I warn you I'm rather bad at French, only doing it at GCSE level.

I was going through my coursework with my friend from Quebec, my first sentence was:

Quand j'étais né, j'étais assez gros, je pense que je mangeais beaucoup et je n'aimais pas les légumes et je refusais d'en manger.

She said I should change it to: 'Quand je suis né'

Literal translations in my head would be:

  • When I was born
  • When I am born

The former sounds more accurate in English, but 'Quand je suis né' better in French apparently. I just don't understand. Please help and explain, I like explanation.

  • "I was born" is an anomaly, almost every other languages use a different tense. There is no reason to use "was", it's an action that happens once, not on a duration. For a French speaker (and many other languages), it would make sense to say "I borned" or something like that but it doesn't exist. The verb is "to be born" which probably comes from the past participle of "to bear (bear/bore/born). You have to realise the English peculiarity in order to understand how other languages say it I think. – Teleporting Goat Nov 26 '16 at 18:17
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    off topic: would make more sense to write « quand j'étais petit » or « quand j'étais enfant », because at the time of birth (« quand je suis né »), you wouldn't order your 'legumes'... so this sentence is somewhat confusing. – PatrickT Oct 20 '17 at 16:24

Quand j'étais né is impossible in French.

The root cause of the confusion many English speakers have with être né is the fact that there is no verb for naître in English.

"Born" doesn't translate with because "born" (from "to bear") really means enfanté/accouché. "I was born" actually means j'ai été enfanté.

Être né is an event providing a status you gain at birth. Either that event never took place:

Il n'est pas né. (Il n'est pas encore né.)

or did happen (passé composé):

Il est né. (Il est né hier. Il est né le 15 août 1769.)

and when someone was born, it can't be undone.

The passé composé has superseded the passé simple in most current French usages, outside a literary context. Historically, passé simple would have been used when the birth didn't happen in the recent past:

Il naquît le 23 août 1754.

Using the plus-que-parfait like in quand j'étais né would mean you used to be born in the past but you are not born anymore which definitely makes no sense (unless maybe if this happens in a sci-fi novel about time travel and/or parallel worlds).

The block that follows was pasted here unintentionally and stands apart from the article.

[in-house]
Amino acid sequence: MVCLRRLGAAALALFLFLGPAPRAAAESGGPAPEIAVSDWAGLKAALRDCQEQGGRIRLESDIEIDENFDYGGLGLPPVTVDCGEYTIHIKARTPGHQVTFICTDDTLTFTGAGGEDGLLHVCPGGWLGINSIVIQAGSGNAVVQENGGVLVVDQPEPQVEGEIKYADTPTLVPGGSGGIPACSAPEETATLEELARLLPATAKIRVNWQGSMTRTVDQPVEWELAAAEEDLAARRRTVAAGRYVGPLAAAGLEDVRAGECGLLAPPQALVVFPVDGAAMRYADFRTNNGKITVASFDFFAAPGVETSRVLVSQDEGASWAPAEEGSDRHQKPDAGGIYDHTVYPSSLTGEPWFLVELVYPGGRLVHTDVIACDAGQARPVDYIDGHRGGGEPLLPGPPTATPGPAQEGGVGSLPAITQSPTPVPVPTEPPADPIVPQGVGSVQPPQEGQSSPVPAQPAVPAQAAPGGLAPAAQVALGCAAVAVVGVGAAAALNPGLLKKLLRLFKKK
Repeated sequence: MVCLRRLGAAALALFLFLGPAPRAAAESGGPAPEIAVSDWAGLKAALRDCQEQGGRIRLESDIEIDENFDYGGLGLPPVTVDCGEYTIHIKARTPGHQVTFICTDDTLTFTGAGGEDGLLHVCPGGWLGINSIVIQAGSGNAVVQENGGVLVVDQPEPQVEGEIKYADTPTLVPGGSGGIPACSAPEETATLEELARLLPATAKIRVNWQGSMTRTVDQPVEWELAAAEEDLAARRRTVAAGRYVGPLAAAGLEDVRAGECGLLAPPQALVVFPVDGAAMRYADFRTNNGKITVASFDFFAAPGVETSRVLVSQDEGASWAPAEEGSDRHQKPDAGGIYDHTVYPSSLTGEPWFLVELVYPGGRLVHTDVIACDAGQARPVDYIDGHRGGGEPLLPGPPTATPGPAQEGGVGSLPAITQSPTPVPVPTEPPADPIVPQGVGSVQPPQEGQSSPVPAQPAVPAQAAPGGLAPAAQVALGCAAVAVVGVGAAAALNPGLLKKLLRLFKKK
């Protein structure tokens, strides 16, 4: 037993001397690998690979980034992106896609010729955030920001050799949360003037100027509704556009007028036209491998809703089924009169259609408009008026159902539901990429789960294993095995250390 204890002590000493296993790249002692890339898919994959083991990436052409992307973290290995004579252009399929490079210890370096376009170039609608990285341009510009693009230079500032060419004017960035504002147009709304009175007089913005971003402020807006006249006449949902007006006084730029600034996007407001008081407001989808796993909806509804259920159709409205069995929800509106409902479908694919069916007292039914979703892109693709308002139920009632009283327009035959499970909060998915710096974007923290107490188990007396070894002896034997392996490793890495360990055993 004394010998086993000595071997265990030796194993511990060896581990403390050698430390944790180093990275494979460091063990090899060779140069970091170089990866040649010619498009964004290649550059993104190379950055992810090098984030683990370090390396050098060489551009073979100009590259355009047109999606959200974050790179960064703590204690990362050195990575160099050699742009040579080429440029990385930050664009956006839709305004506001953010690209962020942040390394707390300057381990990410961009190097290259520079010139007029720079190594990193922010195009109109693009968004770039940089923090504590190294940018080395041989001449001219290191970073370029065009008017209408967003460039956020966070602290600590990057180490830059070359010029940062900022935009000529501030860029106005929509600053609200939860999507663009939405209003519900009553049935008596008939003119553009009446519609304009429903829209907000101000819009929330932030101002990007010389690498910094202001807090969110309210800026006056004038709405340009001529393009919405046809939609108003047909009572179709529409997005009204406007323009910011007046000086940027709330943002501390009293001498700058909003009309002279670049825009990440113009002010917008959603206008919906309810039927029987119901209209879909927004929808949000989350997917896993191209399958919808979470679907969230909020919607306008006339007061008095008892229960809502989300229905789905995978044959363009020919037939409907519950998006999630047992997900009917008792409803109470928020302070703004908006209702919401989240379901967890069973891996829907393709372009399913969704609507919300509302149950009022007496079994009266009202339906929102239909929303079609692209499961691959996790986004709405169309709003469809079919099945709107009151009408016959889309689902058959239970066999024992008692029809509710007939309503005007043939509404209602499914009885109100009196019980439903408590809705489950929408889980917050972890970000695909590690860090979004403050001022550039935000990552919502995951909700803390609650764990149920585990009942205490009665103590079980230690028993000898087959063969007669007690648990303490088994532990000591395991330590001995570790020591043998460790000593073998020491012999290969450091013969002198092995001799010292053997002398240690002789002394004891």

French uses the same form with verbs referring to the birth and death of people:

Il est né un lundi - Il est mort un mardi.

Il naquît en France - Il mourût à l'étranger.

while English is not symmetrical, lacking a verb for naître:

He was born on a Monday - He was dead on a Tuesday

He bore? on a Monday - He died on a Tuesday

PS: a newborn doesn't eat vegetables yet.


You're translating it too word-for-word. You should get into the habit of translating by what constructions mean (well, I guess the ideal is to think in French and not have to translate at all, but you don't need to be at that level if you're just doing coursework). English and (formal written) French actually do have a lot of similarities in overall clause structure, but the tenses are not constructed the same ways word-for-word and equivalent verbs don't always have the same syntax.

Remember that naître in French means "to be born." It's a different structure from the English expression. In English we have this weird kind of passive-voice verb; in French, it's simply an active verb that uses être as the auxiliary for the compound tenses such as the passé composé.

The equivalent to English present-tense "I am born" in French is simply "Je nais".

The equivalent to English past-tense "I was born" in French is passé composé "je suis né". The "suis" is just the auxiliary for the passé composé past-tense construction. Don't translate it into English "am".

You don't want étais né because that is the plus-que-parfait tense, which generally translates into the English pluperfect/past perfect tense. For "to be born," that would be "I had been born". You wouldn't normally say "When I had been born" in English: you would say "When I was born". Likewise, after "quand" in French, you want to use the passé composé in this context, which gives us "Quand je suis né".


Using the imparfait, whether for your main verb or for your auxiliary verb like in your example phrase, implies a notion of continuity, meaning that the action you are referring to was not yet complete at the time you are talking about. On the other hand, using the passé composé states that the action was resolved.

As such, what you are saying by "quand j'étais né" is much more akin to "while I was being born" than "when I was born". Keep in mind that as I said "je suis né" is passé composé, an absolute past tense, and not the present tense followed by an adjective.

You could say

Quand j'étais enfant (or petit)

and you would have the correct continuity aspect of imparfait because you are talking about when you were still a (young) child.


on the subject of plus que parfait - could you use the pqp along with another structure to denote chronological order

J'étais né avant que je suis allé en France.

For the OP, I've always been taught that we use imparfait for actions that repeat, habits, descriptions. In this case, you're only born once, unless you believe in being born again (Christian) or reincarnation (Hindu).

If the action is precise, happens a specific number of times, one uses the passé composé, donc “Je suis né”.

  • J'étais né avant mon arrivée (ma venue), en France – Personne Feb 11 at 14:16

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